This review should have been written two weeks ago. But my phone got in the way. Yes, seriously. The most distracting device on earth has to be the smartphone. All of us know there is a price attached to being always connected. Yet, we don’t unplug. The phone overwhelms our lives as it sends us down various rabbit holes of distractions.

Also, I must confess that I delayed reading this much hyped book by Nandan Nilekani and Tanuj Bhojwani as I expected it to be yet another tome harping about toxic tech and telling us to switch off and reclaim our mind spaces. After all, this was perhaps the most favourite topic of books, webinars, even ads by phone companies, during the pandemic, when discussions on mental health came to the forefront. 

The start of the book with its example of an entrepreneur who is used to doing everything on his phone - from booking cars to finding restaurants - going on a holiday to a no-wifi, barely any network zone and forced to confront the real world, meet people to make his way around, and coming back utterly rejuvenated seemed like it was treading the predictable path.

But, pleasant surprise – the book takes a turn at this point. Our entrepreneur who had resolved after his holiday to switch off his phone at 5.30 pm everyday to soak in the sunset, goes back to his old ways and ends up feeling stressed again.

The authors step in here and tell you that this book is not about helping us spend less time on our devices. Instead its goal is to spend our time on our devices better.

That is when my interest perked up.

The book recognises that the basic problem is that our extended mind – with or without devices - often has a tendency to wander, and procrastinate, and technology only amplifies these tendencies by putting distracting tools in our hands.

The good news, say the authors, is that our extended minds are programmable, and our digital devices can be configured to assist us rather than distract us.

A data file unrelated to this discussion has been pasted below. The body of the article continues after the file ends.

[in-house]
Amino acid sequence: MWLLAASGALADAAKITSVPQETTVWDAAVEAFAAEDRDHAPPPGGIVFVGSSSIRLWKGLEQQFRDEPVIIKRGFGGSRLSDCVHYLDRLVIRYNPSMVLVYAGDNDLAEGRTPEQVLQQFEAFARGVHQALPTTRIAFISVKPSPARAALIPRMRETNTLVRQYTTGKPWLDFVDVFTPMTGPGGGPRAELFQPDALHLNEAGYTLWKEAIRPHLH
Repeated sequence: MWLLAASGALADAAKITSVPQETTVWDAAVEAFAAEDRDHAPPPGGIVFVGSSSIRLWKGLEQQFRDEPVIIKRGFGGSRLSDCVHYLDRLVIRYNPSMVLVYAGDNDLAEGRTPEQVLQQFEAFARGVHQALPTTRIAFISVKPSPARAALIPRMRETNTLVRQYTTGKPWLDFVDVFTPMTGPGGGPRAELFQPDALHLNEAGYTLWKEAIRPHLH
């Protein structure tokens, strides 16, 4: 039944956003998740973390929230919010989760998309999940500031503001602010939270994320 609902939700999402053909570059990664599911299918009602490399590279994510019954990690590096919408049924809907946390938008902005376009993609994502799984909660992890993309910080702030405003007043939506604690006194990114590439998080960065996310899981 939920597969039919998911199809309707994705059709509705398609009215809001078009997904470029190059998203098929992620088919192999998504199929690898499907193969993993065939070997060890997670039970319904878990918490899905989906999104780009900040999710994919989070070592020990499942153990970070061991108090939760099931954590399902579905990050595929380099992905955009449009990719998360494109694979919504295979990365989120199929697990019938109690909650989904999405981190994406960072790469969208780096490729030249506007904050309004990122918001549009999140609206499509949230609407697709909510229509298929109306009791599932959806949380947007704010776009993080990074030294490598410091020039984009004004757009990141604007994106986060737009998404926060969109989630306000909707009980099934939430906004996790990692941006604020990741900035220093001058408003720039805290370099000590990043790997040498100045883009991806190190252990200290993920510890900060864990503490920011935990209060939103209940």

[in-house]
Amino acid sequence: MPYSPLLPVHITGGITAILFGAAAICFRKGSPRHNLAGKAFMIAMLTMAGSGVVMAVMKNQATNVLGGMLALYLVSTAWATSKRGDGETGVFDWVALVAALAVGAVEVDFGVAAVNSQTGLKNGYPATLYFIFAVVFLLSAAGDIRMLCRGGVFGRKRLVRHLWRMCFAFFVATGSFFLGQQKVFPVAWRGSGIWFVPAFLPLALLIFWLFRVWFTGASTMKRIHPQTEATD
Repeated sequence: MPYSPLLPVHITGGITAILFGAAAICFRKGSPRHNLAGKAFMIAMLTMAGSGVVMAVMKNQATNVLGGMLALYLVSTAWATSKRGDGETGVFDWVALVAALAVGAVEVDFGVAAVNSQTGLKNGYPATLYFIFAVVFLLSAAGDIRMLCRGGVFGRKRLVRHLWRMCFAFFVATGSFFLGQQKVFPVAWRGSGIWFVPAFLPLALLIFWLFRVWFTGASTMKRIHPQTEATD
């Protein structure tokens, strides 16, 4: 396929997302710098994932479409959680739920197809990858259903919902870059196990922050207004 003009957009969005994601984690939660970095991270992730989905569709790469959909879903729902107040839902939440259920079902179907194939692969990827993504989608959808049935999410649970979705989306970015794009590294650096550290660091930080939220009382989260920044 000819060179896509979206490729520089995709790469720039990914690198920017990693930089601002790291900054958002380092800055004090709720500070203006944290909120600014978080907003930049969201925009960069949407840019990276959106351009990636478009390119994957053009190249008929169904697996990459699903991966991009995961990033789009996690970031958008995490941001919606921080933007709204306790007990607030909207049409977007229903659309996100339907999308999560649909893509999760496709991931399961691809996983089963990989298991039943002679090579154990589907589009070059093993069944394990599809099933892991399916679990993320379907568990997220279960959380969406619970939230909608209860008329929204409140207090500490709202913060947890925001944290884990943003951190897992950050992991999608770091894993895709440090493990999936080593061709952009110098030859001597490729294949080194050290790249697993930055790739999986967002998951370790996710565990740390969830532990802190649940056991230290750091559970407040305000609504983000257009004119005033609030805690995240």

The first three chapters of the book are spent highlighting the problem with us, the problem with technology and our toxic relationship with tech. It’s pretty much useless to call on our willpower to become de-addicted to these distracting digital habits, say the authors, diving into psychology to explain why. Also, as they say, it’s not enough to focus on the addict and the substance – the environment is also critical. So, in order to practice “bitfulness” – the corny word the authors have coined for the ability to spend our time on our devices better– you need to change the environment too, which might seem to be a bit of a talk ask.

This leads us to the second part of the book which teaches you how as an individual you can be ‘bitful’. This is the meat of the book with plenty of useful tips on how to use technology to work for you, whether it is making notes of conversations on note-taking software, junking the to-do lists you make and instead put your tasks on the calendar so that you actually are setting aside time for it, or stuff like organising your documents on your computer (the authors recommend creating just three folders and not more and then backing them on the cloud), navigating social media, etc. Some of this may sound simplistic, but peppered as it is with anecdotes of how leaders from the IT world organise their digital lives, it captures and holds your attention. For the tips, there is a useful appendix at the end, with names of apps, and software that can help us manage our digital lives. 

The third section of the book is The Collective and actually the most interesting part for me as it discusses a new way of building tech and looks at our collective technology. Of course, the Aadhar and UPI examples are there. It looks at how going forward our digital infrastructure should be architected as it affects all of us. “Can we think of our collective technology as a public good and not as an opportunity for blitzscaling?” How will this be funded is an inevitable question –the answer may be a digital tax.

The book not only gives you useful tips but leaves you with plenty to think about our digital future.

(Chitra Narayanan is an editorial consultant with The Hindu Businessline)

About the Book 

 The Art of Bitfulness: Keeping Calm in the Digital World

Nandan Nilekani / Tanuj Bhojwani

Penguin Allen Lane

Rs 799 (hardcover) ; 228 pages

Check out the book on Amazon

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